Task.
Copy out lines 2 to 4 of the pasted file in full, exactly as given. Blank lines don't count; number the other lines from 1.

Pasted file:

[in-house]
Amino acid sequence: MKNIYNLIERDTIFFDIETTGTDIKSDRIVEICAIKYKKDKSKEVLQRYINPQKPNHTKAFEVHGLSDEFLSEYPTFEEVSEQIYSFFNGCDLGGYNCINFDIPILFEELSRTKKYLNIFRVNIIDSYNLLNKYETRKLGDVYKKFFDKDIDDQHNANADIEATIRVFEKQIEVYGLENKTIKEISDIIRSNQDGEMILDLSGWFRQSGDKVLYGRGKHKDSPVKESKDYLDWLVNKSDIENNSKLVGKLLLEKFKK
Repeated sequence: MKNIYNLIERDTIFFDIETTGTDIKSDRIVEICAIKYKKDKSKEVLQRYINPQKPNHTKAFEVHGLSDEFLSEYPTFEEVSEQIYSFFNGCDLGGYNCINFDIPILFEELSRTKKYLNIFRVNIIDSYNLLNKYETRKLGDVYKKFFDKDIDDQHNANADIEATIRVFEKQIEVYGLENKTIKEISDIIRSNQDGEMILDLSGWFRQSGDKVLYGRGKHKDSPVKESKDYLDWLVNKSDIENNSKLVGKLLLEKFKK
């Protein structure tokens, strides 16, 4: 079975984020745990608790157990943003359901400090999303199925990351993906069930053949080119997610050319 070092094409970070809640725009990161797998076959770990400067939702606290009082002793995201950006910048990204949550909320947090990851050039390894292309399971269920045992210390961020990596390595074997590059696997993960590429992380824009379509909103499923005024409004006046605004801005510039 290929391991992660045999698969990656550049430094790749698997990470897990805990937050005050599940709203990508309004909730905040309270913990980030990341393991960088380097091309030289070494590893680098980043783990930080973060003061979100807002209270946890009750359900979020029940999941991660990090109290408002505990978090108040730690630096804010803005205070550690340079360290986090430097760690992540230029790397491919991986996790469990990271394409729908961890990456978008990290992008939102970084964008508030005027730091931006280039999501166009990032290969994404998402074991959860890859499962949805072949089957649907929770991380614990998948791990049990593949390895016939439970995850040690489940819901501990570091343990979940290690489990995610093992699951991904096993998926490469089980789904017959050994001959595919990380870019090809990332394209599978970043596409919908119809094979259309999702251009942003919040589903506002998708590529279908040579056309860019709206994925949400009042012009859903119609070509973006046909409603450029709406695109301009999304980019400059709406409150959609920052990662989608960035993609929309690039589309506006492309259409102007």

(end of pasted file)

Amino acid sequence: MKNIYNLIERDTIFFDIETTGTDIKSDRIVEICAIKYKKDKSKEVLQRYINPQKPNHTKAFEVHGLSDEFLSEYPTFEEVSEQIYSFFNGCDLGGYNCINFDIPILFEELSRTKKYLNIFRVNIIDSYNLLNKYETRKLGDVYKKFFDKDIDDQHNANADIEATIRVFEKQIEVYGLENKTIKEISDIIRSNQDGEMILDLSGWFRQSGDKVLYGRGKHKDSPVKESKDYLDWLVNKSDIENNSKLVGKLLLEKFKK
Repeated sequence: MKNIYNLIERDTIFFDIETTGTDIKSDRIVEICAIKYKKDKSKEVLQRYINPQKPNHTKAFEVHGLSDEFLSEYPTFEEVSEQIYSFFNGCDLGGYNCINFDIPILFEELSRTKKYLNIFRVNIIDSYNLLNKYETRKLGDVYKKFFDKDIDDQHNANADIEATIRVFEKQIEVYGLENKTIKEISDIIRSNQDGEMILDLSGWFRQSGDKVLYGRGKHKDSPVKESKDYLDWLVNKSDIENNSKLVGKLLLEKFKK
């Protein structure tokens, strides 16, 4: 079975984020745990608790157990943003359901400090999303199925990351993906069930053949080119997610050319 070092094409970070809640725009990161797998076959770990400067939702606290009082002793995201950006910048990204949550909320947090990851050039390894292309399971269920045992210390961020990596390595074997590059696997993960590429992380824009379509909103499923005024409004006046605004801005510039 290929391991992660045999698969990656550049430094790749698997990470897990805990937050005050599940709203990508309004909730905040309270913990980030990341393991960088380097091309030289070494590893680098980043783990930080973060003061979100807002209270946890009750359900979020029940999941991660990090109290408002505990978090108040730690630096804010803005205070550690340079360290986090430097760690992540230029790397491919991986996790469990990271394409729908961890990456978008990290992008939102970084964008508030005027730091931006280039999501166009990032290969994404998402074991959860890859499962949805072949089957649907929770991380614990998948791990049990593949390895016939439970995850040690489940819901501990570091343990979940290690489990995610093992699951991904096993998926490469089980789904017959050994001959595919990380870019090809990332394209599978970043596409919908119809094979259309999702251009942003919040589903506002998708590529279908040579056309860019709206994925949400009042012009859903119609070509973006046909409603450029709406695109301009999304980019400059709406409150959609920052990662989608960035993609929309690039589309506006492309259409102007």